Raleigh, N.C. – North Carolina’s electric cooperatives, the primary power providers in coastal and rural areas of the state, are geared up for Hurricane Irene as she starts her climb up the East Coast. Forecasts predict torrential rain, gusty wind and destructive storm surges that will likely cause power outages.
“Already, Irene is lashing the coast,” said Jane Pritchard, director of corporate communications at North Carolina’s Association of Electric Cooperatives. “The co-ops have lined up the necessary resources to begin restoration of power as soon as the storm allows us.”
Cooperatives serving the coast are expected to take the hardest hit and have prepared by gathering supplies and checking that vehicles and equipment are in top condition. The Tarheel Electric Membership Association (TEMA), the cooperatives’ central supply center located in Raleigh, is stocked with plentiful supplies of poles, wires, transformers and other items needed to restore power should widespread outages occur. TEMA provides another vital service by contacting cooperatives in unaffected areas of the state and in neighboring states to arrange for power restoration assistance.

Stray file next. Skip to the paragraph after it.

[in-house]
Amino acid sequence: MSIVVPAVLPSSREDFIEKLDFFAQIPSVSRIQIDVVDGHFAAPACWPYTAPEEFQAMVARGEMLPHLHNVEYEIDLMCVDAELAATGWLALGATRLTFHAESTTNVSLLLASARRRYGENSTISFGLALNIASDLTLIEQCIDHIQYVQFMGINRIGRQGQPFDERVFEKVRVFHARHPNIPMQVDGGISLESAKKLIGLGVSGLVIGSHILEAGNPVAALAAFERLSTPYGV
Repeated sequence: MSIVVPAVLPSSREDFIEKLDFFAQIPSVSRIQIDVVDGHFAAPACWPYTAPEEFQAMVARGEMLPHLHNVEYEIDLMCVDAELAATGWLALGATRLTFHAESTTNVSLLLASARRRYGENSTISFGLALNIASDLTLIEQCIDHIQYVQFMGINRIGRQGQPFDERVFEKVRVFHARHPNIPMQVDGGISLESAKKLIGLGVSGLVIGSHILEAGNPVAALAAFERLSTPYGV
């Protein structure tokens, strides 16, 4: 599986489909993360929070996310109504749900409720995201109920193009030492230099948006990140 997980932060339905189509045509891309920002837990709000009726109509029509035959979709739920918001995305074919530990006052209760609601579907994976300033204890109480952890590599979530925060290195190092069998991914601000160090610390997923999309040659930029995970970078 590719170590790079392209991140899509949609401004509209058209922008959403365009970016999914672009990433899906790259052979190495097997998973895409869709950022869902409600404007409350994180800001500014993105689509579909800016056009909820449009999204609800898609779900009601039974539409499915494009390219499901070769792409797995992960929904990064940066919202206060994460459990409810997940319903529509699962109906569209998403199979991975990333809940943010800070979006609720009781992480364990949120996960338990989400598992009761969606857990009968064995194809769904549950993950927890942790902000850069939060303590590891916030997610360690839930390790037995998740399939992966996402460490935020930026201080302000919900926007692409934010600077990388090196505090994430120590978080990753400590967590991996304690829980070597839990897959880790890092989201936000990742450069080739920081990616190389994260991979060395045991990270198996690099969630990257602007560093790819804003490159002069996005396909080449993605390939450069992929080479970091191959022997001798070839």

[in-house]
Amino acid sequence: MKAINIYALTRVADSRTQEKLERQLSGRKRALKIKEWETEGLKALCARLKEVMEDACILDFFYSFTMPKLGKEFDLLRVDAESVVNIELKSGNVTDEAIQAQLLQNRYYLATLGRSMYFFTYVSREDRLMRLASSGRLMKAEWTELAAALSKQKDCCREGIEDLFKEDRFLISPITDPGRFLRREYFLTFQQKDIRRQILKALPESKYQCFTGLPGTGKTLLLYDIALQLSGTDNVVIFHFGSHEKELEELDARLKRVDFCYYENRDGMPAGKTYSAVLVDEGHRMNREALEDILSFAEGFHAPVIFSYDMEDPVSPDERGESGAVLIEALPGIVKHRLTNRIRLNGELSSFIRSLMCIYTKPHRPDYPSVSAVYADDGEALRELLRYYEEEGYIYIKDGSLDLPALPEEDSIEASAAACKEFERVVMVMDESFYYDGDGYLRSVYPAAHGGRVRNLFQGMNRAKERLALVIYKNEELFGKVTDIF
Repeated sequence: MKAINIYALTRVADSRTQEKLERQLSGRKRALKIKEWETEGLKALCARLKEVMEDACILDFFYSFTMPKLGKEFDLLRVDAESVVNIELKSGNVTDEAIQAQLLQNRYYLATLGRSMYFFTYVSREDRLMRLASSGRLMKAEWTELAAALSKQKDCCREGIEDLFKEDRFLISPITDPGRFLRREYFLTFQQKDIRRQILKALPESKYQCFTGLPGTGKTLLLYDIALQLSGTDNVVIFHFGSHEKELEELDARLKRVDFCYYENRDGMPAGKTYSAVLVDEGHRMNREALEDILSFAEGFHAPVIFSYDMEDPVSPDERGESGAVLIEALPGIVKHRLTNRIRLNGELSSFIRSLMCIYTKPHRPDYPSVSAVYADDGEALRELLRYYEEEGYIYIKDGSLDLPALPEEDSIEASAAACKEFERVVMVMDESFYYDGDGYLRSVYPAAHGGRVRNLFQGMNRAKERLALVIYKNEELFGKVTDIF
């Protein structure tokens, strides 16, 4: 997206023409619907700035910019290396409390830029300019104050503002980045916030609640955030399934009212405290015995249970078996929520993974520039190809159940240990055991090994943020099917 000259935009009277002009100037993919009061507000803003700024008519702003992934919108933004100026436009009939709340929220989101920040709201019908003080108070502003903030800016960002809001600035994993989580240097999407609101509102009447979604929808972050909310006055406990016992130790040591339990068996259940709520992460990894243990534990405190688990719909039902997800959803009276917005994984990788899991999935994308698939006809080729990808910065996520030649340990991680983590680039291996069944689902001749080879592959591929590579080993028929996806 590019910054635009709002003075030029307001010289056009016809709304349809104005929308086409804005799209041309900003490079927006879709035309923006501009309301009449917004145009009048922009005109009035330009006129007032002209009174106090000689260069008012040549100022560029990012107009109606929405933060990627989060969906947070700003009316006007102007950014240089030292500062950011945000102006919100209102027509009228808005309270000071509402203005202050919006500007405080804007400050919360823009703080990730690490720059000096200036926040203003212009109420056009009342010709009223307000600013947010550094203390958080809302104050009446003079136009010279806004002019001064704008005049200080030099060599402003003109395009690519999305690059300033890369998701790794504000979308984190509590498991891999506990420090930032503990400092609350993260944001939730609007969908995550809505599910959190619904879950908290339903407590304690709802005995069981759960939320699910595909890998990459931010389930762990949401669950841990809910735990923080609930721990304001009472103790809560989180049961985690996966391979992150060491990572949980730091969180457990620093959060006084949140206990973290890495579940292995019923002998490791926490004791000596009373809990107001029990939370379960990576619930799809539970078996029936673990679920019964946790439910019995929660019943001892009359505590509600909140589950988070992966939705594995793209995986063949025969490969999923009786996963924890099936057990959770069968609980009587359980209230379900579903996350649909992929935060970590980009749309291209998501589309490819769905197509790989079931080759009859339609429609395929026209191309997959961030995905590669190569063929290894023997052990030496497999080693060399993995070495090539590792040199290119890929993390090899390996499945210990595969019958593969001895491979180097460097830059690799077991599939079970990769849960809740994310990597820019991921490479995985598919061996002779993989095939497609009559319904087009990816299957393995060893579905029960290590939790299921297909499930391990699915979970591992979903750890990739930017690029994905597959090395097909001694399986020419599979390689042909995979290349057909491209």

“Cooperative line workers receive identical training nationwide, which helps to streamline restoration efforts,” said Pritchard. “Our crews are able to enter another cooperative’s service areas and work side-by-side with local line workers.”
Cooperatives also have enlisted the help of contract line crews and tree trimming companies to begin clearing outage-causing debris, which often is required before line workers can begin restoring power.
It is important to remember that downed power lines are potentially deadly and should always be avoided. Assume that all power lines are energized, and call your local cooperative immediately to report any fallen lines.
North Carolina’s electric cooperatives serve more than 2.5 million people in 93 of the state’s 100 counties.